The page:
Experiencing Antiquation

Experiencing Antiquation

I’m not dead. Yet.

But writing this blog and attempting to use new technology has made me feel old.

Actually, make that antiquated. “To make obsolete, old-fashioned, or out of date by replacing with something newer or better: This latest device will antiquate the…”

Insert a word/phrase. Like slide rule. My kids know what a calculator is but not a slide rule. I had to explain to them what it was. One of my sons saw an abacus displayed as décor in a model home and picked it up. “This is an abacus, right?” he asked. I told him yes and he replied, “How do you use it?” Heck if I know. At this point in time, you decorate your house with it because it looks cool.

Time marches on and brings new changes. I am using a word processor not a typewriter. I have progressed. I think.


What’s that you say?

The cloud? Huh? I am not really sure what that is or where it’s located. But the important thing is that someone does.

What’s next? A chip automatically placed in our brains at birth? A mini-radio installed to drown out all other unwanted communication? Who’s in charge of the information dissemination and content?  A younger neighbor actually told me that he looked forward to the day when that might happen. Should I be afraid or embrace that technological advance?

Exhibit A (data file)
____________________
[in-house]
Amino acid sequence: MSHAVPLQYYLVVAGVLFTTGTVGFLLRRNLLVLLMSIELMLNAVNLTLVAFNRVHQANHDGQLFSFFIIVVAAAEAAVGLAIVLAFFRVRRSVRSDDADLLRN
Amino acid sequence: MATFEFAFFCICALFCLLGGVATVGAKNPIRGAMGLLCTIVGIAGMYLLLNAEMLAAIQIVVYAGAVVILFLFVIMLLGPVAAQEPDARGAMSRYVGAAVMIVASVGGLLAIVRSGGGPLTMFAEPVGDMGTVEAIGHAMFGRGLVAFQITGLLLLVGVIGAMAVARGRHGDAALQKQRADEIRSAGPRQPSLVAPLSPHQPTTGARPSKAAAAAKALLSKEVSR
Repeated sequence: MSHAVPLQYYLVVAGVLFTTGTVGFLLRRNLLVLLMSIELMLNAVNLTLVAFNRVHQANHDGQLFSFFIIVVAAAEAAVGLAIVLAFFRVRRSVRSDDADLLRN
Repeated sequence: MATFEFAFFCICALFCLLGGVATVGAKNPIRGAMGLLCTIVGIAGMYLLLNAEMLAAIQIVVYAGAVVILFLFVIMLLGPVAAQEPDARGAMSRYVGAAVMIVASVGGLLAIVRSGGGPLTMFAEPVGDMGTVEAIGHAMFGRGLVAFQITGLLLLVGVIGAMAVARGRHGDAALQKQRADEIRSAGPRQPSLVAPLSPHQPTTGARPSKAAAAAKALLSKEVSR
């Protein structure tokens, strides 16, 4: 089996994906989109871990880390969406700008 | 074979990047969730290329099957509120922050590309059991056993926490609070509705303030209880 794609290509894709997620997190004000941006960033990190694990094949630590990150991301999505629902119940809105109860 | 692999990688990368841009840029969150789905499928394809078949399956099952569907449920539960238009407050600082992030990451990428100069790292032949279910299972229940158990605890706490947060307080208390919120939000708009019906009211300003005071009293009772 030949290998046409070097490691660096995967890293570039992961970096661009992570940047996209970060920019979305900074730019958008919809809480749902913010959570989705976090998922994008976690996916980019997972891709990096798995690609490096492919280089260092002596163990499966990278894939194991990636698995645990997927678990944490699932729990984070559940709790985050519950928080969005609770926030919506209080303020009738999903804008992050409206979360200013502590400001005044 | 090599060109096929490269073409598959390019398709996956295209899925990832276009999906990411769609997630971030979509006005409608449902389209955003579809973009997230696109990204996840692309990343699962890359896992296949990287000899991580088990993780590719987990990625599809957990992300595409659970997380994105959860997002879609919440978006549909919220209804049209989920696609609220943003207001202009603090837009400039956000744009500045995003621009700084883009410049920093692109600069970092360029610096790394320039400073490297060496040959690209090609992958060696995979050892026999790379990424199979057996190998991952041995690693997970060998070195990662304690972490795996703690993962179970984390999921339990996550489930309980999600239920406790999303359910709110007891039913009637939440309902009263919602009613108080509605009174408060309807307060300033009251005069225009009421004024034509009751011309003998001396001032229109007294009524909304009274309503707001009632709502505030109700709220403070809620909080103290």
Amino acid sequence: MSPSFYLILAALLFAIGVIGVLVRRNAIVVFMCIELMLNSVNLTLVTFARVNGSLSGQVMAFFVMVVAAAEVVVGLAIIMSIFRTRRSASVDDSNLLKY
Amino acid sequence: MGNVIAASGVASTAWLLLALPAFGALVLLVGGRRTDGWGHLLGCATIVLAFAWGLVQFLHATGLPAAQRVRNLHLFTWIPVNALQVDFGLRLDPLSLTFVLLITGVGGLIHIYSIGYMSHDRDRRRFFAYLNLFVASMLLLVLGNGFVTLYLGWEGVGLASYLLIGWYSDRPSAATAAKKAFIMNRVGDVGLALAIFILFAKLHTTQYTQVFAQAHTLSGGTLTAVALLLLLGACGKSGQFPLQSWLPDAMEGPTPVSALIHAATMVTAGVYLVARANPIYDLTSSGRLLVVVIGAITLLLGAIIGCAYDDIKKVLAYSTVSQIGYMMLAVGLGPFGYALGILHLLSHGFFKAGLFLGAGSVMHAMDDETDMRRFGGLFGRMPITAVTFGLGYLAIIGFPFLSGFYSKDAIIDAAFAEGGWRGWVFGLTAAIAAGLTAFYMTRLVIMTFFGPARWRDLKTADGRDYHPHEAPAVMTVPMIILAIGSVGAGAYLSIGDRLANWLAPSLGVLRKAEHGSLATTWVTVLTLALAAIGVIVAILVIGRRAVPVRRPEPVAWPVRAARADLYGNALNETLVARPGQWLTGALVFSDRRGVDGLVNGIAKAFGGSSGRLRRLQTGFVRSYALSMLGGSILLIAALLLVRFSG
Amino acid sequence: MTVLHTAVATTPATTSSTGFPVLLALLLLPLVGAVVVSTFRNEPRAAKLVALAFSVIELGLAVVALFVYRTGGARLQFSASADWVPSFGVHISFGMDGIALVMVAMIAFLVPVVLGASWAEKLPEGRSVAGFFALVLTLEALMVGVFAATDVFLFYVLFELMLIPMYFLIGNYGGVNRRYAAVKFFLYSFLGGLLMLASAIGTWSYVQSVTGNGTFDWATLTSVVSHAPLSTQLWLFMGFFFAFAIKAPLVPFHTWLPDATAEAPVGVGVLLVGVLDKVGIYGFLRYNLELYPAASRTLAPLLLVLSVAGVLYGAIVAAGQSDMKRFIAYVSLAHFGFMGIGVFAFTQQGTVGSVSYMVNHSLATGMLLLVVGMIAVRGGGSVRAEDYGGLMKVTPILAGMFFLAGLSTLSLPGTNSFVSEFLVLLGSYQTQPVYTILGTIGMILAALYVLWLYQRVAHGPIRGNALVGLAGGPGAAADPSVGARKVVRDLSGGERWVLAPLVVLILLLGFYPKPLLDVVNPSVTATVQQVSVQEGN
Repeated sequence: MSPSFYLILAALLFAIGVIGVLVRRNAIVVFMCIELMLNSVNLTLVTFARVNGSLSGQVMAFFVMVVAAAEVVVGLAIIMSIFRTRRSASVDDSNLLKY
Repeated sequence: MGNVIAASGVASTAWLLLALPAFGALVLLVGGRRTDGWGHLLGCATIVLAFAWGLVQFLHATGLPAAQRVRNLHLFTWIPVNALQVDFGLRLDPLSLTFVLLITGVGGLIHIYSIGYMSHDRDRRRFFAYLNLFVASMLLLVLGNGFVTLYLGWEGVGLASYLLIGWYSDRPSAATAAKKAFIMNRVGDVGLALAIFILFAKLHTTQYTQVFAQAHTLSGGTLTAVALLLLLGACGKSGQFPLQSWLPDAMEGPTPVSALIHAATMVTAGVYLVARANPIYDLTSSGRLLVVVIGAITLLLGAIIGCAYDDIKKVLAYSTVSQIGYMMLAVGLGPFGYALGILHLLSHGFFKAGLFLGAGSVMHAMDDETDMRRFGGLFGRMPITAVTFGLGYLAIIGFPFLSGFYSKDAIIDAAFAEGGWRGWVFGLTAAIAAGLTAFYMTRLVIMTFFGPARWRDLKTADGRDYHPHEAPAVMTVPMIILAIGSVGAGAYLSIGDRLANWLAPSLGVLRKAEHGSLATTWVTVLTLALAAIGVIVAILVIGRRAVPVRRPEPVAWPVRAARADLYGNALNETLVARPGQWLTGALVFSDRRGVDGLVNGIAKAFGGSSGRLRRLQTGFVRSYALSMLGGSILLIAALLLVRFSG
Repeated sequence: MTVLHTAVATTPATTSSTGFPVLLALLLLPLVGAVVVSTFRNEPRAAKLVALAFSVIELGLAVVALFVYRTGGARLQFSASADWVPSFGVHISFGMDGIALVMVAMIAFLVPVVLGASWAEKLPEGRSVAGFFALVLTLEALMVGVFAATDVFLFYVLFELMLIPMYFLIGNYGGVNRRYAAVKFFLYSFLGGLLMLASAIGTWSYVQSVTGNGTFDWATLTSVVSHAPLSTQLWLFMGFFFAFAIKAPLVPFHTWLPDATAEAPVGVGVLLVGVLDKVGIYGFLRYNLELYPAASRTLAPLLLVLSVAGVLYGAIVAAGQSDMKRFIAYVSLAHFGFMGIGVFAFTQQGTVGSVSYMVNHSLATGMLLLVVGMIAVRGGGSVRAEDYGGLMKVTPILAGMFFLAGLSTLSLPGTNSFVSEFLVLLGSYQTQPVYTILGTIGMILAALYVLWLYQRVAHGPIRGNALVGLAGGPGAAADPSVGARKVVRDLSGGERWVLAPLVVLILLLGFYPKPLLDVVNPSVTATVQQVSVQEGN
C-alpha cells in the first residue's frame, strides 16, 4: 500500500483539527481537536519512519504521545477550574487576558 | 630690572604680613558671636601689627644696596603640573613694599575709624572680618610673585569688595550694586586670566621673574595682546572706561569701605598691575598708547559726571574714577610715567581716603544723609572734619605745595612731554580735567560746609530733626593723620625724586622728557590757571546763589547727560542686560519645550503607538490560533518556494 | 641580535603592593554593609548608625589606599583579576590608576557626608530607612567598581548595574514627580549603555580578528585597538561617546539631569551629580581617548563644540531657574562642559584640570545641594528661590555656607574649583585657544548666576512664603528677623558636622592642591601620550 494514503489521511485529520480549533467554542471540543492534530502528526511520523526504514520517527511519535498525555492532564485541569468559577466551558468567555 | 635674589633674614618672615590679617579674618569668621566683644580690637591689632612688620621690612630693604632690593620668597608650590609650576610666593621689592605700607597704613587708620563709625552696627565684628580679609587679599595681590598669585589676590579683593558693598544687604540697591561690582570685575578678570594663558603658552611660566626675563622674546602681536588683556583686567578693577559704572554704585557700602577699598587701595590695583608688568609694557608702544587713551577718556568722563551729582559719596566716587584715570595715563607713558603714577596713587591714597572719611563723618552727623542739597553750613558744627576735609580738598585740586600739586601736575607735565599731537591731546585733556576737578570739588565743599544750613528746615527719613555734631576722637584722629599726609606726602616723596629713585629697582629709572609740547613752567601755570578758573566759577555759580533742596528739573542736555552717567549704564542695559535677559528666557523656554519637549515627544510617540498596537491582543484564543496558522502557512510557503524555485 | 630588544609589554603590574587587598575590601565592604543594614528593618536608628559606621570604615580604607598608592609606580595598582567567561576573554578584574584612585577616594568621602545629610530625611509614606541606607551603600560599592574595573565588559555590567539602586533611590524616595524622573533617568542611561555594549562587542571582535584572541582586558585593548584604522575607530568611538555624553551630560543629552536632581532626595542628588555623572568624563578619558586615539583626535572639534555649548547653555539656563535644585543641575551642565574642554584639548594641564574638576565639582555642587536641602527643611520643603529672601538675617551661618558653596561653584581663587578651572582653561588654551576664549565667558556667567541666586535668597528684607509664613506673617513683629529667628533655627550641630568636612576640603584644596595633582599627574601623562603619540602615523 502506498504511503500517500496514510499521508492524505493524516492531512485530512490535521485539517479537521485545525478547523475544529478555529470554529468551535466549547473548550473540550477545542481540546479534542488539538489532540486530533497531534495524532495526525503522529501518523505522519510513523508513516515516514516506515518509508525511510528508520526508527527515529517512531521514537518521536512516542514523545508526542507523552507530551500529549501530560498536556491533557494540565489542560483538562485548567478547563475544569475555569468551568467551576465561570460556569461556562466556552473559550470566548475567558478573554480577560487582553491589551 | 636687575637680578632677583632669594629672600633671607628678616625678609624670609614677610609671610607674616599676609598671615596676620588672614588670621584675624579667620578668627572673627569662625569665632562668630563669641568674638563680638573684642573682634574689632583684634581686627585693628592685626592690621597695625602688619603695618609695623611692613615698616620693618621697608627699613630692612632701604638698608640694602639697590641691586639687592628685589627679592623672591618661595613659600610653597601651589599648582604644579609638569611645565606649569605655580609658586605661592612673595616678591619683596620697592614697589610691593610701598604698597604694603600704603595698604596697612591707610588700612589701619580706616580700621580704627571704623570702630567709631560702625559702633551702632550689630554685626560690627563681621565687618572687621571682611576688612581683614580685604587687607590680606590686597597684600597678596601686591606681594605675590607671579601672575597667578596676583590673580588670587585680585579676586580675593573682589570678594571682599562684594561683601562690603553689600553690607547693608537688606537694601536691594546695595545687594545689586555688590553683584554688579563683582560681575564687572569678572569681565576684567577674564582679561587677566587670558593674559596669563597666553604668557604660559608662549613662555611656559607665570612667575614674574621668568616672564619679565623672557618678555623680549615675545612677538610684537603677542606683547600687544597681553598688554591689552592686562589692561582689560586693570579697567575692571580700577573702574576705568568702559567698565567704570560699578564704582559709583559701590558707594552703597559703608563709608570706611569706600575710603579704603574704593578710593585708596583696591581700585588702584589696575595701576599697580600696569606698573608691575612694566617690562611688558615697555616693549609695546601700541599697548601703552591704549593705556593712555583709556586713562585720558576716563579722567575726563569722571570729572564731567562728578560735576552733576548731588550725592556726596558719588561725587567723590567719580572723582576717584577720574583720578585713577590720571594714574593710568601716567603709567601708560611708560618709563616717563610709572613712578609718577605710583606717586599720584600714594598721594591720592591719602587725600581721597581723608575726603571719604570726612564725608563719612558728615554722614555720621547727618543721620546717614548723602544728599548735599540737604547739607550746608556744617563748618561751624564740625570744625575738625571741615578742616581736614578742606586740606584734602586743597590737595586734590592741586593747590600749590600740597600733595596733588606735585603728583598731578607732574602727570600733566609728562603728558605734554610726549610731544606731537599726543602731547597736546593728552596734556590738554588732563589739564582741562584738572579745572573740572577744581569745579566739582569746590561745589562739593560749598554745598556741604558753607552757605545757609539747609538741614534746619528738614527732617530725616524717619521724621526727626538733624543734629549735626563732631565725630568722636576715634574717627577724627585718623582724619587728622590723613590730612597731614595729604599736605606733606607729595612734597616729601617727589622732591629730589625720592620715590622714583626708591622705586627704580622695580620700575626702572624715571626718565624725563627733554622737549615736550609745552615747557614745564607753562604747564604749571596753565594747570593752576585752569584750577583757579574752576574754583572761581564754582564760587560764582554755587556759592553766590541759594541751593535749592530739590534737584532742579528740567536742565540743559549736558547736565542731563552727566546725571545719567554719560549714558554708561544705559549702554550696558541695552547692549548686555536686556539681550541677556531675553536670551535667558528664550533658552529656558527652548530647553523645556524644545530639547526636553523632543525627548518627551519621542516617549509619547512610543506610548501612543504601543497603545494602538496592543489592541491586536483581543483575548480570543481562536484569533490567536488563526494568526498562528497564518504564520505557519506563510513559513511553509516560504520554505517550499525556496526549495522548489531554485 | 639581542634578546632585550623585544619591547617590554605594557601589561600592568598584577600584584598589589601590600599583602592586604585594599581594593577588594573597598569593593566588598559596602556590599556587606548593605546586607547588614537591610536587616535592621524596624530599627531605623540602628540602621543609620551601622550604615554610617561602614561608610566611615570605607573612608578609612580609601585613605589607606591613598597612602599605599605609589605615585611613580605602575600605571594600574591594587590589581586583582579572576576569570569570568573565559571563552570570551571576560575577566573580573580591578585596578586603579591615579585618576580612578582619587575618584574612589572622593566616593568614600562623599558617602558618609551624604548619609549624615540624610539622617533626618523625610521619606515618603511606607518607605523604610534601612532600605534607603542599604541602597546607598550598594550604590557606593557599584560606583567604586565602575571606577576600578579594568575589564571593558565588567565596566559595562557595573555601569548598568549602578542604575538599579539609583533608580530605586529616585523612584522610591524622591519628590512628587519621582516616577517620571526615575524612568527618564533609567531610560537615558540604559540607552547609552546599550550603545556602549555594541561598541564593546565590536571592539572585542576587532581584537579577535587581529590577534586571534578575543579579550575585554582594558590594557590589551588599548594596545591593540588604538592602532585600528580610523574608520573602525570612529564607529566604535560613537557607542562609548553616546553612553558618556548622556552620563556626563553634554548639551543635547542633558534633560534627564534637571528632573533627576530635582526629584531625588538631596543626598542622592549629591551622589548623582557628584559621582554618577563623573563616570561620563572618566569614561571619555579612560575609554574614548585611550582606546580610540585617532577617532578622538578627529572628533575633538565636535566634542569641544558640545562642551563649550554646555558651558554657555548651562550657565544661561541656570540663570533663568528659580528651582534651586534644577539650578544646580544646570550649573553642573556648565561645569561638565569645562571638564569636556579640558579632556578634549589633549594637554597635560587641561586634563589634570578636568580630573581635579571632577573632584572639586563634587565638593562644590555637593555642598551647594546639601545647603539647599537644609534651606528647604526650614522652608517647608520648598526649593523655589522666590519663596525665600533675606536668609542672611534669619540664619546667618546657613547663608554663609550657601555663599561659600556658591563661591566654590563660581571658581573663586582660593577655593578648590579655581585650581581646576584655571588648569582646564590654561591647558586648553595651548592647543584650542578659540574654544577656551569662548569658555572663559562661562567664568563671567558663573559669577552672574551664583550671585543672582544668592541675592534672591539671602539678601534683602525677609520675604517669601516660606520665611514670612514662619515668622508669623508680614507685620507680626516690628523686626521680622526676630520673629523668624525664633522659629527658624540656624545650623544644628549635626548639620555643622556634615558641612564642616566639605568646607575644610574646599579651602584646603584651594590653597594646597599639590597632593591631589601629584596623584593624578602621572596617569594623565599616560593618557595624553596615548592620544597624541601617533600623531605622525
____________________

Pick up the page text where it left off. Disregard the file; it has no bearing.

I suppose it is the same way that people who drove horse and buggy viewed cars.


What in tarnation is that noisy contraption? (To get the full effect, say it with a twang.)


I suppose, in order not to feel antiquated, I need to welcome change and not mourn the past.

We attended a BBQ on a recent holiday weekend and I mentioned that my eldest son was a DJ (what do they call them now?) on a local college radio station. The topic of conversation naturally turned to music and the history of recording technology.  Subjects such as  obsolete 8-tracks, old favorite records, famous DJ’s,  and music played on the Oldies radio station were discussed…

What?! The Eagles are being played on the oldies station now? What happened to Elvis and  Jerry Lee Lewis? I mean we are talking “real” old, right?

Our neighbor was lamenting about how his kids only know about these people and things because of him.

A feeling of smug satisfaction overcame me and I smiled as I thought, “Ha! Ha! I am not the only antiquated person here.”

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About J Fremont

Author/veterinarian J. Fremont has created Magician of Light, a novel about famed glassmaker Rene Laliqué. Exercise your imagination. Enjoy!